12. Gulya TJ, Kong G, Brothers M (2000) Rust resistance in wild Helianthus annuus and variation by geographic origin. In: Proceedings of the 15th international sunflower conference, Toulouse, France, 12–15 June 2000, pp I38–42Google Scholar
  13. Hammond-Kosack KE, Jones JDG (1997) Plant disease resistance genes. Ann Rev Plant Phys Plant Mol Biol 48:575–607CrossRefGoogle Scholar
  14. Horne EC, Kumpatla SE, Patterson KA, Gupta M, Thompson SA (2004) Improved high-throughput sunflower and cotton genomic DNA extraction and PCR fidelity. Plant Mol Biol Rep 22:83–84. Biology r 22:83–84Google Scholar
  15. Huang L, Brooks SA, Fellers JP, Gill BS (2003) Map-based cloning of leaf rust resistance gene Lr21 from the large and polyploidy genome of bread wheat. Genetics 164:655–664PubMedGoogle Scholar
  16. Hulbert SH, Webb CA, Smith SM, Sun Q (2001) Resistance gene complexes: evolution and utilization. Ann Rev Phytopathol 39:285–312CrossRefGoogle Scholar
  17. Hulke BS, Miller JF, Gulya TJ (2010) Registration of the restorer oilseed sunflower germplasm RHA 464 possessing genes for resistance to downy mildew and sunflower rust. J Plant Regist 4:249–254CrossRefGoogle Scholar
  18. Islam MR, Mayo GME (1990) A compendium on host genes in flax conferring resistance to flax rust. Plant Breed 104:89–100CrossRefGoogle Scholar
  19. Islam MR, Shepherd KW (1991) Present status of genetics of rust resistance in flax. Euphytica 55:255–267CrossRefGoogle Scholar
  20. Jan CC, Gulya TJ (2006) Registration of a sunflower germplasm resistant to rust, downy mildew and virus. Crop Sci 46:1829CrossRefGoogle Scholar
  21. Jan CC, Quresh Z, Gulya TJ (2004) Registration of seven rust resistance sunflower germplasms. Crop Sci 44:1887–1888CrossRefGoogle Scholar
  22. Jones DA, Dickinson MJ, Balint-Kurti PJ, Dixon MS, Jones JDG (1993) Two complex resistance loci revealed in tomato by classical and RFLP mapping of the Cf-2, Cf-4, Cf-5, and Cf-9 genes for resistance to Cladosporium fulvum. Mol. Plant Microbe Interact 6:348–357CrossRefGoogle Scholar
  23. Kosambi DD (1944) The estimation of map distances from recombination values. Ann Eugen 12:172–175CrossRefGoogle Scholar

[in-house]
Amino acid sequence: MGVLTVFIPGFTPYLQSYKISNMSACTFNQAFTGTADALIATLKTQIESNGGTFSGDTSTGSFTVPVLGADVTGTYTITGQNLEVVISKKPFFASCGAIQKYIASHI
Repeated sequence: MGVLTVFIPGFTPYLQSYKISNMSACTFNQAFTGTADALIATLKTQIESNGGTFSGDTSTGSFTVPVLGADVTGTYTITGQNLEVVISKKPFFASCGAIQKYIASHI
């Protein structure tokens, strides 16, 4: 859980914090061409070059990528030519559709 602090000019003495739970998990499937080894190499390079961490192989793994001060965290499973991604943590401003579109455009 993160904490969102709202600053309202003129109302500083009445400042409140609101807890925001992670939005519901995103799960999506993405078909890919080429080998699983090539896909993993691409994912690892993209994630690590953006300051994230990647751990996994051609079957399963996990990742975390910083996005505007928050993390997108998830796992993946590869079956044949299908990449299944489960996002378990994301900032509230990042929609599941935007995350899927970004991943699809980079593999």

24. Lander ES, Green P, Abrahamson J, Barlow A, Daly MJ, Lincoln SE, Newburg L (1987) MAPMAKER: an interactive computer package for constructing primary genetic maps of experimental and natural population. Genomics 1:174–181PubMedCrossRefGoogle Scholar
  25. Lawson WR, Goulter KC, Henry RJ, Kong GA, Kochman JK (1998) Marker assisted selection for two rust resistance genes in sunflower. Mol Breed 4:227–234CrossRefGoogle Scholar
  26. Lawson WR, Jan CC, Shatte T, Smith L, Kong GA, Kochman JK (2010) DNA markers linked to the R 2 rust resistance gene in sunflower (Helianthus annuus L.) facilitate anticipatory breeding for this disease variant. Mol Breed. doi: 10.1007/s11032-010-9506-1
  27. Meyers BC, Chin DB, Shen KA, Sivaramakrishnan S, Lavelle DO et al (1998) The major resistance gene cluster in lettuce is highly duplicated and spans several megabases. Plant Cell 10:1817–1832PubMedCrossRefGoogle Scholar
  28. Meyers BC, Kozik A, Griego A, Kuang H, Michelmore RW (2003) Genome-wide analysis of NBS-LRR-encoding genes in Arabidopsis. Plant Cell 15:809–834PubMedCrossRefGoogle Scholar
  29. Miah MAJ, Sackston WE (1970) Genetics of host-pathogen interaction in sunflower. Phytoprotection 51:1–16Google Scholar
  30. Michelmore RW, Meyers BC (1998) Clusters of resistance genes in plants evolve by divergent selection and a birth-and-death process. Genome Res 8:1113–1130PubMedGoogle Scholar
  31. Miller JF, Rodriguez RH, Gulya TJ (1988) Evaluation of genetic materials for inheritance of resistance to Race 4 rust in sunflower. In: Proceedings of the 12th international sunflower conference, Novi Sad, Yugoslavia, 25–29 July 1988. International Sunflower Association, Paris, pp 361-365Google Scholar
  32. Prats E, Llamas MJ, Jorrin J, Rubiales D (2007) Constitutive coumarin accumulation on sunflower leaf surface prevents rust germ tube growth and appressorium differentiation. Crop Sci 47:1119–1124CrossRefGoogle Scholar
  33. Putt ED, Sackston WE (1963) Studies on sunflower rust. IV. Two genes, R 1 and R 2 for resistance in the host. Can J Plant Sci 43:490–496CrossRefGoogle Scholar
  34. Qi LL, Gulya TJ, Seiler GJ, Hulke BS, Vick BA (2011) Identification of resistance to new virulent races of rust in sunflowers and validation of DNA markers in the gene pool. Phytopathology 101:241–249PubMedCrossRefGoogle Scholar